It means to keep on loving others. It means not giving up. It means persevering in the face of adversity. It means keeping our eyes (that is our focus) on Jesus. It means remaining faithful to our calling. It means not letting things discourage us that is dis-courage us and succumb to our fears.
Readiness is an attitude. One can see clearly the t-ball players that are ready (at least for that moment). They are concentrating and looking at the ball. They have their gloves ready for the ball. They wait with anticipation for the ball to come their way. (or maybe they are just praying—“Don’t hit it to me! Don’t hit it to me!”). No that comes later.
This means being ready for whatever God has for us. It means being ready for God’s plan and ready to fulfill out part whatever that may be. It means being committed to God’s mission while we wait.
Richard Bauckham said, “The delay of the parousia (that is the coming of Jesus) is filled with the mission of the church.”
Are we committed to Jesus?
It is living out the ways of Jesus and the Shema of Jesus. It is living in ways that are consistent with the character of the kingdom. It means being faithful at ALL times. Not just when someone is looking. Not just when it is convenient. It is a lifestyle that reflects the indwelling presence of God’s Spirit.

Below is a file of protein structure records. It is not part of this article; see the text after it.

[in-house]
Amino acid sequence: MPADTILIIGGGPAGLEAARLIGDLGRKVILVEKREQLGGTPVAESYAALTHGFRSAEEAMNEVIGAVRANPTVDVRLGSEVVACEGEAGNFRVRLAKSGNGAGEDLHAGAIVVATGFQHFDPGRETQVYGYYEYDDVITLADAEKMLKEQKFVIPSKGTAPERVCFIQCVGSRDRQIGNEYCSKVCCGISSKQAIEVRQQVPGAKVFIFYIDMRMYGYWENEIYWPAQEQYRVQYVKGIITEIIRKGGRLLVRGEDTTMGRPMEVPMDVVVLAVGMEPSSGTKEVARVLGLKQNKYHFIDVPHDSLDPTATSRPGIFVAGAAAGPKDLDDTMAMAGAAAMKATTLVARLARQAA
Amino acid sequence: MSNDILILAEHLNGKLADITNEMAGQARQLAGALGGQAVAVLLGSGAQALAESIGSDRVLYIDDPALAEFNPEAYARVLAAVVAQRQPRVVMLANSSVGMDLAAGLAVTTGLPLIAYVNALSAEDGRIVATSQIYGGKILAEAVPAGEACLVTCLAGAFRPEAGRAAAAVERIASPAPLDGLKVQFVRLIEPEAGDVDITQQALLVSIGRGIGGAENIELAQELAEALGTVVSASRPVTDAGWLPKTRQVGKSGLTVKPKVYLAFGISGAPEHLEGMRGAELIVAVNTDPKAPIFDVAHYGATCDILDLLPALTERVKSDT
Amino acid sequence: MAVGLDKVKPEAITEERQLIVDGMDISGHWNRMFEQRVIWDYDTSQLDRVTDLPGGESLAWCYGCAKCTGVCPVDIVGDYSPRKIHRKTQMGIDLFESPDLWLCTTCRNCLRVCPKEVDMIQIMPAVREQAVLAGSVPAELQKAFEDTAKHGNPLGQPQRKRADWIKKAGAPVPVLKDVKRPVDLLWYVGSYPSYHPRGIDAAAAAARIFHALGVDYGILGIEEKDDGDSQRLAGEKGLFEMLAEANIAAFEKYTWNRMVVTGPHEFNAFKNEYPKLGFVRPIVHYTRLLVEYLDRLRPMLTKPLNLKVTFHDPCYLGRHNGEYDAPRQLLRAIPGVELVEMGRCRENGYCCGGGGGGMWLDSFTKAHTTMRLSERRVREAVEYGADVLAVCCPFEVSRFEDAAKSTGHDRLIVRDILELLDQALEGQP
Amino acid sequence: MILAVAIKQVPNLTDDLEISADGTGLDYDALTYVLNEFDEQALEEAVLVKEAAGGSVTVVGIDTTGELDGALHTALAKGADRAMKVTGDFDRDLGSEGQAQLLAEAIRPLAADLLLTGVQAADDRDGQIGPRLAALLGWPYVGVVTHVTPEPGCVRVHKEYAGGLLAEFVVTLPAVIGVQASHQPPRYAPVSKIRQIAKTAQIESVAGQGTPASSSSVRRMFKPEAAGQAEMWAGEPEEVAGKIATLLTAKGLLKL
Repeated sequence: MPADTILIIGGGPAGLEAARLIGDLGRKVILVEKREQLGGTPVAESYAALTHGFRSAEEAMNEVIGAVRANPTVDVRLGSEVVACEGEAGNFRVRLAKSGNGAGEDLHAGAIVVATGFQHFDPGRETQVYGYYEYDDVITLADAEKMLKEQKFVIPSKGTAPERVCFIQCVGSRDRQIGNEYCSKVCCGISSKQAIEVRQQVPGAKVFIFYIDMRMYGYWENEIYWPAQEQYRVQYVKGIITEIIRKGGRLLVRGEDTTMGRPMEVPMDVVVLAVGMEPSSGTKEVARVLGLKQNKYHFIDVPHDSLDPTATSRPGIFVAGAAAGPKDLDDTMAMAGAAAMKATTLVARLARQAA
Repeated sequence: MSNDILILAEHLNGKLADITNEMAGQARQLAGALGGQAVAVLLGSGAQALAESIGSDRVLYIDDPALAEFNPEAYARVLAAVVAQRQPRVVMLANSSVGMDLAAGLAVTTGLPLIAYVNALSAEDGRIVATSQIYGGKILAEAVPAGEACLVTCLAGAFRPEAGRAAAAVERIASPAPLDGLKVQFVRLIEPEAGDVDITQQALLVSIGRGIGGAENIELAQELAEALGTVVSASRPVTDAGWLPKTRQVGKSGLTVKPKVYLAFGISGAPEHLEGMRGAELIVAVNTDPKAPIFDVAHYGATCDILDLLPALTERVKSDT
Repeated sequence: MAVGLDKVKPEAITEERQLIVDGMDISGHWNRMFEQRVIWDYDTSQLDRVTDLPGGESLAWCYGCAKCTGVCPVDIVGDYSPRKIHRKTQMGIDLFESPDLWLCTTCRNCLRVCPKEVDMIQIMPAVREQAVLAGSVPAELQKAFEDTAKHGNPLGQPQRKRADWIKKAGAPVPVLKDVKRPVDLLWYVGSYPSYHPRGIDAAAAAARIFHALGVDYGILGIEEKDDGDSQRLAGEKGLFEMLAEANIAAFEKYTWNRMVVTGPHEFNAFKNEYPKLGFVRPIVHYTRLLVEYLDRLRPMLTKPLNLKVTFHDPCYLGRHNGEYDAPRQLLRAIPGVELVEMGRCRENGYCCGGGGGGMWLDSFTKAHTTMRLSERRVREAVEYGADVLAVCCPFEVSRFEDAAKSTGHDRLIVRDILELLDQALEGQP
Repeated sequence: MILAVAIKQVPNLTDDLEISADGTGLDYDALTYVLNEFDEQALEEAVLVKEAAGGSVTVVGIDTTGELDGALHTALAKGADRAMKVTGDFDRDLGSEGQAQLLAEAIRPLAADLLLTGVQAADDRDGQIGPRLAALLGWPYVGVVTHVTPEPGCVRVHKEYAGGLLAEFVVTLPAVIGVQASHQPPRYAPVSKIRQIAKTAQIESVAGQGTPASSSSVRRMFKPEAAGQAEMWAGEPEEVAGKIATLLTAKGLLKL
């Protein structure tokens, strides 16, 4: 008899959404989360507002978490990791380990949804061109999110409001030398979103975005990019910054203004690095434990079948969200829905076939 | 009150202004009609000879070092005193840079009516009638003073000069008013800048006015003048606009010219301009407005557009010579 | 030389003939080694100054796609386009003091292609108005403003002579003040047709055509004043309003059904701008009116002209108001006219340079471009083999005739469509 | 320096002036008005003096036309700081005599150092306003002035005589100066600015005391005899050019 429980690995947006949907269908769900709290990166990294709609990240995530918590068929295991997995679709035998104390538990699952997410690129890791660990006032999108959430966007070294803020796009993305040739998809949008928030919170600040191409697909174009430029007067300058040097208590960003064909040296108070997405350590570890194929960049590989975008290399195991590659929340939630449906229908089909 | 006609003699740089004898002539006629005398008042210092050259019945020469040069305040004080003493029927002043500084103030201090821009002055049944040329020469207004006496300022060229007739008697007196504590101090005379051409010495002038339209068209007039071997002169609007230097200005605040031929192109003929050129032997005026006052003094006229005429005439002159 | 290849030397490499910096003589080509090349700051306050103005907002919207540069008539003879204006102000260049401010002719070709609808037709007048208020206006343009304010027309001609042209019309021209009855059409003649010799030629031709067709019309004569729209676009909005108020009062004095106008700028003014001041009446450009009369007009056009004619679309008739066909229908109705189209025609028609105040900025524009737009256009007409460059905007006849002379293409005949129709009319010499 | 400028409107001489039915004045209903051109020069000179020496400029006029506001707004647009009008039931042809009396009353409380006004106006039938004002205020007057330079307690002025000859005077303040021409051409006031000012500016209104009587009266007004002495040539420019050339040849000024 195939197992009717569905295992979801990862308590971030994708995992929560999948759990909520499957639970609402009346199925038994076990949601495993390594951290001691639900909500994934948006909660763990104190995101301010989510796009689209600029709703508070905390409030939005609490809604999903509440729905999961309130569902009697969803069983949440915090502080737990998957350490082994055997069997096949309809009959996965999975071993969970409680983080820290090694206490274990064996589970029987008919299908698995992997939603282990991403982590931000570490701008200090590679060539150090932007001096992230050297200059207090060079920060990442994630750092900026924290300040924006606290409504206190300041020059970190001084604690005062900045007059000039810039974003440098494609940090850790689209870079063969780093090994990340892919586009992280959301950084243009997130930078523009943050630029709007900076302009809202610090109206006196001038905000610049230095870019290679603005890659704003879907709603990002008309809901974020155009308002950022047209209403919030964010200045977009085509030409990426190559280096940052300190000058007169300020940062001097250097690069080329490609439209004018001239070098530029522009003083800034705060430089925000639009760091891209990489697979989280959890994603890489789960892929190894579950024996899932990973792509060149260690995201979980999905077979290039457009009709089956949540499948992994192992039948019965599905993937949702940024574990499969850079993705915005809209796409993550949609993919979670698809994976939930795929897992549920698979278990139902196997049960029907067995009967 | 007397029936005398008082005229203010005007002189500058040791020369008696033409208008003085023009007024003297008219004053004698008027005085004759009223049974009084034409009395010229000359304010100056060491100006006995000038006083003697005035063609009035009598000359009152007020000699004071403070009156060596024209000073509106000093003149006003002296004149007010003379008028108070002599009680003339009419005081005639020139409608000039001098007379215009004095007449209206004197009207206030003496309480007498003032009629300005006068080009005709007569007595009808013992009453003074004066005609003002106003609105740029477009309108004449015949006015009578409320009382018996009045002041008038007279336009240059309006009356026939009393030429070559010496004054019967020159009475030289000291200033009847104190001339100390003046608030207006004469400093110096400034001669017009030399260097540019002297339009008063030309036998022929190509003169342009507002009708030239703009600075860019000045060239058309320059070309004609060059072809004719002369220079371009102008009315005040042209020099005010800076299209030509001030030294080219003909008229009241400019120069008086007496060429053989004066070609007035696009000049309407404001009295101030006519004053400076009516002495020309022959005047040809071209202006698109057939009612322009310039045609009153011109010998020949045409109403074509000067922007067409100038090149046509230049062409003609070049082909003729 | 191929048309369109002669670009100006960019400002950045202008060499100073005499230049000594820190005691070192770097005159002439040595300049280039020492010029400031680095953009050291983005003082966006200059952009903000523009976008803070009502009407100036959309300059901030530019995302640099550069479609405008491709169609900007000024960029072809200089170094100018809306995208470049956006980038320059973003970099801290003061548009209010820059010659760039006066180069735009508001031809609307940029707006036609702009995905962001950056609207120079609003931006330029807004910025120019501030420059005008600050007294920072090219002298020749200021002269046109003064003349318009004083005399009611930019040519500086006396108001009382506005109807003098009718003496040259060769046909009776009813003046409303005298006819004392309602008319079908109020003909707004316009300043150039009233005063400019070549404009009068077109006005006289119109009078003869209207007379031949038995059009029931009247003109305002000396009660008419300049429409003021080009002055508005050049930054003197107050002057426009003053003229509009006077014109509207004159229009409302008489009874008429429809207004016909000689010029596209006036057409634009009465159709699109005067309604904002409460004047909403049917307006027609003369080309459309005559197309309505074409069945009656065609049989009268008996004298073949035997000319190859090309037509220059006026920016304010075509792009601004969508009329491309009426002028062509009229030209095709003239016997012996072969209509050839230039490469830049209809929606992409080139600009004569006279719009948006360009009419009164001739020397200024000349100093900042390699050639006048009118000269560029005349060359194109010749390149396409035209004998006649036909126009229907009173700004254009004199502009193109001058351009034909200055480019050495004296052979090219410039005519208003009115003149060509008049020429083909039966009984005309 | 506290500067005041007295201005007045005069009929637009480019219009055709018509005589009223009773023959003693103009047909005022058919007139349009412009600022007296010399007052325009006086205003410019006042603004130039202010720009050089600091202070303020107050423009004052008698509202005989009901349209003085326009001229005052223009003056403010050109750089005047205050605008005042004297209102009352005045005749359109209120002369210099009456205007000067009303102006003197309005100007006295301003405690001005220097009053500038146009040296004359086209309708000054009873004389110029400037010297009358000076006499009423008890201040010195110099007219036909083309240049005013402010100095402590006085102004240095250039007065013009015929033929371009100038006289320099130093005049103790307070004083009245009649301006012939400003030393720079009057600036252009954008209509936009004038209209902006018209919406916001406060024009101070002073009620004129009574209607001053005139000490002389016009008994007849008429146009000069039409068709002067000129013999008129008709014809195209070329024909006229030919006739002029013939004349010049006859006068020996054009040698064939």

A special note here is needed. We absolutely cannot—and should not—get caught up in end times excitement. There are a lot of books, teachers, and movies out there that promote fear and anxiety. Often readiness and watchfulness is touted through reading the signs of the times often involving some ridiculous speculation and even fantasy.
A lifestyle of readiness does observe the events of our day and is very present in pointing and calling for the end of injustice. We ought to be aware that from many biblical markers we seem to be closer than ever to the coming of Jesus. Yet, we also need to temper this with patience, wisdom, and love. We do not know the length of time. We ought to be humbled that for two thousand years people have wondered if the decadence and evil in our culture could be any worse.
We do not know how long the bridegroom will be in coming. It is not for us to know how long it will be. It is only for us to be ready and be found faithful whether Jesus comes five seconds from now, tomorrow, or another thousand years. We need to be ready or else we might suddenly find that while we were doing other things, Jesus comes and we haven’t been counted with the faithful.